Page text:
The latest exits resulting from entertainment/media company restructurings now include high-profile executives at Disney’s ABC News and Netflix’s film group.
In addition, Roku announced that it is laying off 200 employees, following layoffs of the same number back in November.
Several veteran managers are among the 50 layoffs announced on Thursday by ABC News President Kim Godwin in a memo to staff.
Godwin said the news organization’s restructuring is part of Disney’s overall corporate restructuring/7,000-employee workforce reduction, which is necessary to create a “sustainable, growth-oriented path forward” for Disney.
Among those leaving: Wendy Fisher, senior vice president of newsgathering, who had been with the network since 1989; and Chris Vlasto, longtime head of the network’s investigative division, whose team broke the news of then-President Bill Clinton's affair with Monica Lewinsky.
Also exiting: Gale Gordon, SVP overseeing talent strategy and development; Executive Editorial Producer Heather Riley; VP Talent Mary Noonan; VP Corporate Communications Alison Rudnick; and Los Angeles Bureau Chief David Herndon.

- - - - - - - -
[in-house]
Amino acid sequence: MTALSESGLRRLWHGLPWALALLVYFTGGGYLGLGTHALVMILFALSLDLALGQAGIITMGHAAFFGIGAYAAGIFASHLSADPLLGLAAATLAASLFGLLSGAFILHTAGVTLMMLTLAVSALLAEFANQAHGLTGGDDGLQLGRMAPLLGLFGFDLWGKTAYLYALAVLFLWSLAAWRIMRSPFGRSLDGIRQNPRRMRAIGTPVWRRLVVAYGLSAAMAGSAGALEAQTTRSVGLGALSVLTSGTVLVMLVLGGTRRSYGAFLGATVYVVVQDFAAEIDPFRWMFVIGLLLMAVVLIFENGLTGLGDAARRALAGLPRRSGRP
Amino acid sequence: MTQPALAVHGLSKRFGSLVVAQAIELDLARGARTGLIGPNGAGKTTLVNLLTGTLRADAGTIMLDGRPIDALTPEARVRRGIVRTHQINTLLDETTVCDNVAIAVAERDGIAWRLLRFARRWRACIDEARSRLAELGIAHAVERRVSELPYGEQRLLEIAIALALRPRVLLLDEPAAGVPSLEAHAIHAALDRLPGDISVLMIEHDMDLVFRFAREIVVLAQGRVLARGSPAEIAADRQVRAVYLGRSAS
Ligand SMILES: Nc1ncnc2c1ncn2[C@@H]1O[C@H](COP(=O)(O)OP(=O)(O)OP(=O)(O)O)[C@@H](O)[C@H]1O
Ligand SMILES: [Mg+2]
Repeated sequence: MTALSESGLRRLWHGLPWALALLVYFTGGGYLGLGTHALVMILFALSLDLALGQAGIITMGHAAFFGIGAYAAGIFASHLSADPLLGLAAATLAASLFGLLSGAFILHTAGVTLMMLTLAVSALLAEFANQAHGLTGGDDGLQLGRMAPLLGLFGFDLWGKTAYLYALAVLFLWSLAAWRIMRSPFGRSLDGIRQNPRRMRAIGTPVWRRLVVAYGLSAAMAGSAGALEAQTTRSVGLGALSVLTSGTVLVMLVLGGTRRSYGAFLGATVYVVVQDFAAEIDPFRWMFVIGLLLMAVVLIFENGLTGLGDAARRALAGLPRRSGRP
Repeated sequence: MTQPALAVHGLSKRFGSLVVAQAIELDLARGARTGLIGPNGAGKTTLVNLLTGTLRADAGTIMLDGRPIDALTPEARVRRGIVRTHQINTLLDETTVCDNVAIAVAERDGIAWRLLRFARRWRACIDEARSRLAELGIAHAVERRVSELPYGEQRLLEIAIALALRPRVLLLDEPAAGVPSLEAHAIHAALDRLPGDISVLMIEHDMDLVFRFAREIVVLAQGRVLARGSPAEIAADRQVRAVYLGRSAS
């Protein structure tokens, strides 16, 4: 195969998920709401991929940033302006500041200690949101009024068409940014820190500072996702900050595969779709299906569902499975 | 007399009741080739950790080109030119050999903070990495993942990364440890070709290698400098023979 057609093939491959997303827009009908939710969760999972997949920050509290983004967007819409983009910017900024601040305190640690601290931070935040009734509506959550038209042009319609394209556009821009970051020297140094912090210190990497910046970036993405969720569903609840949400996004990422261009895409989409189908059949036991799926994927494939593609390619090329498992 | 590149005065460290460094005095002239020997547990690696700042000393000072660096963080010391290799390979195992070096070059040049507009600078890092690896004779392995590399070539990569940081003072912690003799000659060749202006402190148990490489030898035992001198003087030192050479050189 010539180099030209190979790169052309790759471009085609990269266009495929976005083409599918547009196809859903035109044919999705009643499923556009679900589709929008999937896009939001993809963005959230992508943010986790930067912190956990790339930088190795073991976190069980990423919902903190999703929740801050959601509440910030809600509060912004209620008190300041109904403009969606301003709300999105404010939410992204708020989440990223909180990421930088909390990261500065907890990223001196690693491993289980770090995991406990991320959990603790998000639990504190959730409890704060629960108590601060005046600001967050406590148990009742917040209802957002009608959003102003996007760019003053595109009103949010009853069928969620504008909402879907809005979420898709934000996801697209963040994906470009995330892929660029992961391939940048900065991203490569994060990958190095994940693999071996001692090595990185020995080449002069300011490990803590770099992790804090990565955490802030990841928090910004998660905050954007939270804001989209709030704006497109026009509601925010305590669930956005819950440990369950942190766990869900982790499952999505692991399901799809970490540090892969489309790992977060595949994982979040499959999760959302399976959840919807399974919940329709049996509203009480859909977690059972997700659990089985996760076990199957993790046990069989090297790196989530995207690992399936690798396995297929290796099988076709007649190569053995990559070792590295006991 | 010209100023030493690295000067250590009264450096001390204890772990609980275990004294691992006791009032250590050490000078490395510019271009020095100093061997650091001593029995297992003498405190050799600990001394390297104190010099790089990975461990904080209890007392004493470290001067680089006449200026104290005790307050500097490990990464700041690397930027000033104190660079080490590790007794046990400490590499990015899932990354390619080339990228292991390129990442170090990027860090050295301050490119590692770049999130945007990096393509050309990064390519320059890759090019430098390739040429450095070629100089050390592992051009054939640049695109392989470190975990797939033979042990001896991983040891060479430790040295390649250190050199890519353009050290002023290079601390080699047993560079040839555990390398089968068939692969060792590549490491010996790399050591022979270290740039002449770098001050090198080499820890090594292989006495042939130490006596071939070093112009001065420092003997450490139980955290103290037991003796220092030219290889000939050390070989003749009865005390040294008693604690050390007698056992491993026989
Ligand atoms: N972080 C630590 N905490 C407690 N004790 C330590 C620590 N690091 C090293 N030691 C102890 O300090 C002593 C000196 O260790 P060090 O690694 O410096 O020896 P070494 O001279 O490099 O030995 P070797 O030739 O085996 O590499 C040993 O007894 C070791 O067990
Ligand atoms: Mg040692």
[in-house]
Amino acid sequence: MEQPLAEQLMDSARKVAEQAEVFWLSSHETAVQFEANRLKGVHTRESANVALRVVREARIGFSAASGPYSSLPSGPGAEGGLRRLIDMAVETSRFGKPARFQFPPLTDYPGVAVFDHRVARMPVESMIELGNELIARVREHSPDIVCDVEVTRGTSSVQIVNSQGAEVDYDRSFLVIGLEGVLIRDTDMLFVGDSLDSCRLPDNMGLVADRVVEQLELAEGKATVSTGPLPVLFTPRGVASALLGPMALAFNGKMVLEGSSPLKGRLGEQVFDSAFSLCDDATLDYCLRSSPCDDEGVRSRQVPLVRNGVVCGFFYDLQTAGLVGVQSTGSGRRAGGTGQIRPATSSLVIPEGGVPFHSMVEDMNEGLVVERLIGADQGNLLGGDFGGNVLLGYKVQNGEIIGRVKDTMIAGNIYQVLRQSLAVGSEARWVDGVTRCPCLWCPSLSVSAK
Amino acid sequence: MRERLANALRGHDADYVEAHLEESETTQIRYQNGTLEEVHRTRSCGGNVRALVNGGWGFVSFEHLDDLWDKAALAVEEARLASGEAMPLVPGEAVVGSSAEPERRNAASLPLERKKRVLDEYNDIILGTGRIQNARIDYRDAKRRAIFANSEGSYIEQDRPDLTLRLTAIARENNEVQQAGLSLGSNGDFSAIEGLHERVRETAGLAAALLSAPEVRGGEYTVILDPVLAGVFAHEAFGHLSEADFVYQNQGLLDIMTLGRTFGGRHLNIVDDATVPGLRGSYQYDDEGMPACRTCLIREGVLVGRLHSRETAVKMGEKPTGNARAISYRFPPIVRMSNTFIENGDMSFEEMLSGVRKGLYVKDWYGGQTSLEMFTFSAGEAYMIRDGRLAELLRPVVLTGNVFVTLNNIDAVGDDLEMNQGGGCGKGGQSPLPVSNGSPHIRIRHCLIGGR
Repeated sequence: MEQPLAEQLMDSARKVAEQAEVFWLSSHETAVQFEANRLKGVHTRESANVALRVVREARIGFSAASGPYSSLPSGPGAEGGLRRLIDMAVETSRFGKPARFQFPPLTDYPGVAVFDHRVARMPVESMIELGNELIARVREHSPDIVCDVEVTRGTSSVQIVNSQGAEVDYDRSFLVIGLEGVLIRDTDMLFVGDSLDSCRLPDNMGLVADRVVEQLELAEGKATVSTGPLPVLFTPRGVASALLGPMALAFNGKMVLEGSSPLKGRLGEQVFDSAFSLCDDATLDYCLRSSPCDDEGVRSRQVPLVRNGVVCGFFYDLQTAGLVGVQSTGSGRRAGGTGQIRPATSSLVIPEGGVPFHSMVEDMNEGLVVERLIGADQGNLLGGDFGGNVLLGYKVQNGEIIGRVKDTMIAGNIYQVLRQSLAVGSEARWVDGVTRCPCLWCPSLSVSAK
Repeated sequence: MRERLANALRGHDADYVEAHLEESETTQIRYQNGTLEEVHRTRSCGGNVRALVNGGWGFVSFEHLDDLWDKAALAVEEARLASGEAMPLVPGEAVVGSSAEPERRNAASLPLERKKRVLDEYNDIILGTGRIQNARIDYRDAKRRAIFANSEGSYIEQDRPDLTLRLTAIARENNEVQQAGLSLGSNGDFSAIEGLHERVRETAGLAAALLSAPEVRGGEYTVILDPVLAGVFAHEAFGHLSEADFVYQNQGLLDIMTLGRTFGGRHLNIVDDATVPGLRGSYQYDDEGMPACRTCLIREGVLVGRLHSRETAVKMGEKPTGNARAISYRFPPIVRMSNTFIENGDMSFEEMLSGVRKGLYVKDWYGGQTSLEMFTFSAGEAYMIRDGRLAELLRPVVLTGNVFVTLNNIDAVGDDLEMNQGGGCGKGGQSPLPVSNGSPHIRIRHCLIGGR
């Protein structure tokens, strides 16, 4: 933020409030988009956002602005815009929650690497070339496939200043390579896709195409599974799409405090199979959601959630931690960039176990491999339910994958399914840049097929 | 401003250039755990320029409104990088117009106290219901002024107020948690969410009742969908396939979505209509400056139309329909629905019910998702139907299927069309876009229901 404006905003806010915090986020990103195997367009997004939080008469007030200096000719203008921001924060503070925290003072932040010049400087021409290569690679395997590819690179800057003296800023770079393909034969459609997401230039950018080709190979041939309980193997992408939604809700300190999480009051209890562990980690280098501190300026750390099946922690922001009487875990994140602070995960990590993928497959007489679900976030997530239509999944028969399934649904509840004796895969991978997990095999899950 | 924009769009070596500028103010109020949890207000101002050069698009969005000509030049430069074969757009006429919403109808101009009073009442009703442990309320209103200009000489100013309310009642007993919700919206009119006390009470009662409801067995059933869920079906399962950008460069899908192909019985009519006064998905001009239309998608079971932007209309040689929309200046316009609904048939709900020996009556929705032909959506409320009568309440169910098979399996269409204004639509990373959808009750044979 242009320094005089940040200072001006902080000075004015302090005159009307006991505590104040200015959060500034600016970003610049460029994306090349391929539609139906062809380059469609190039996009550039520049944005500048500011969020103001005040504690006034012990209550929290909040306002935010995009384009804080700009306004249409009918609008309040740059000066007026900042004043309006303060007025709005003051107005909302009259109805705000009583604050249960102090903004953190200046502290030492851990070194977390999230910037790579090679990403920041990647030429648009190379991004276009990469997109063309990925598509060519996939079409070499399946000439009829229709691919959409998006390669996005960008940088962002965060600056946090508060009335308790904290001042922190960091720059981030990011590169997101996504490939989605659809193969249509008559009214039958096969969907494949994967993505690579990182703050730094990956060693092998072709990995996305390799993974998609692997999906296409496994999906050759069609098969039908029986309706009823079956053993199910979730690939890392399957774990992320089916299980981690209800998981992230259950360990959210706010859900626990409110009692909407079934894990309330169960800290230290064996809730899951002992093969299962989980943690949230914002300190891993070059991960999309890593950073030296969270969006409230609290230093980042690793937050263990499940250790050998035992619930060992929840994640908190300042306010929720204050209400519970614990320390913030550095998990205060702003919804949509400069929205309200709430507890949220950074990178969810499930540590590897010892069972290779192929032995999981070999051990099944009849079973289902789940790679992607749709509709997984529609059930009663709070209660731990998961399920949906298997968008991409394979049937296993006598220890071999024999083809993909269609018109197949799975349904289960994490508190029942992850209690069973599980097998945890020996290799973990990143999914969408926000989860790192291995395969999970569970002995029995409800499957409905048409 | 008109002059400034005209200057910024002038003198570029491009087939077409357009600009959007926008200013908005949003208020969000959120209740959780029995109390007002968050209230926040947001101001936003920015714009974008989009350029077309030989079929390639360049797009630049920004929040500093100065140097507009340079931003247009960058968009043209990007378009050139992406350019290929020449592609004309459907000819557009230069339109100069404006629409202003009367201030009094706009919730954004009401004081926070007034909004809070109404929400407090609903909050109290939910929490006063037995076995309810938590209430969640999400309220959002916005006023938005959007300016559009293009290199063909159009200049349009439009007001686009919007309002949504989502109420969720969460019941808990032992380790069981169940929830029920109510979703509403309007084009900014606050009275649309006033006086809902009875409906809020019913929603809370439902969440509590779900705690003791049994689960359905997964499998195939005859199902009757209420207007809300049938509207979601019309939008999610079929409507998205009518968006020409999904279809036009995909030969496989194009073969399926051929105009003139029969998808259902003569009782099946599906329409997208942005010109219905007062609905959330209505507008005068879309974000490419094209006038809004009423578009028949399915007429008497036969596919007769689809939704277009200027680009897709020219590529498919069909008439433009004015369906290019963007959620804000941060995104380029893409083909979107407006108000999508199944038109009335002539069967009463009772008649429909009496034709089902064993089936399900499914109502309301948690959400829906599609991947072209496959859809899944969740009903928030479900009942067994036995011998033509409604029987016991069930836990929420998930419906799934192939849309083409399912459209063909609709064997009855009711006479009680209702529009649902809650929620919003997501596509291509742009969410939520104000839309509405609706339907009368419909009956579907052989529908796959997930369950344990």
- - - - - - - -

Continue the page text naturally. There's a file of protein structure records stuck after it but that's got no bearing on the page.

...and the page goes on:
Fisher’s responsibilities will be assumed by Katie den Daas, currently London bureau chief for the network. Vlasto’s will be taken over by Stacia Deshishku, currently SVP news. Gordon’s will be taken over by Godwin deputy Derek Medina.
All live-action film will now be overseen by Kira Goldberg, Ori Marmur and Nija Kuykendall.
Goldberg and Marmur were hired in 2021 to develop commercial-facing projects, and Kuykendall joined soon after, to oversee mid-budget film development.
Although Netflix is currently the only major streaming service showing a profit, the company is taking a more conservative approach to content spending this year that calls for releasing 50% fewer original films.
Roku’s announcement of a second round of layoffs drove its stock price up nearly 3% on Thursday.
The new round of 200 cuts represents 6% of its current workforce.
The layoffs, described as a restructuring plan, will cost the streaming video and device maker $30 million to $35 million in severance payments and benefits, but lower its year-over-year operating expense growth, and enable shifting emphasis to projects that should produce a higher return on investment, Roku stated in its filing.
Roku also announced that it will sub-lease some office facilities.
Roku, impacted by slowed ad spending and inflation, reported essentially flat year-over-year revenue in Q4 2022.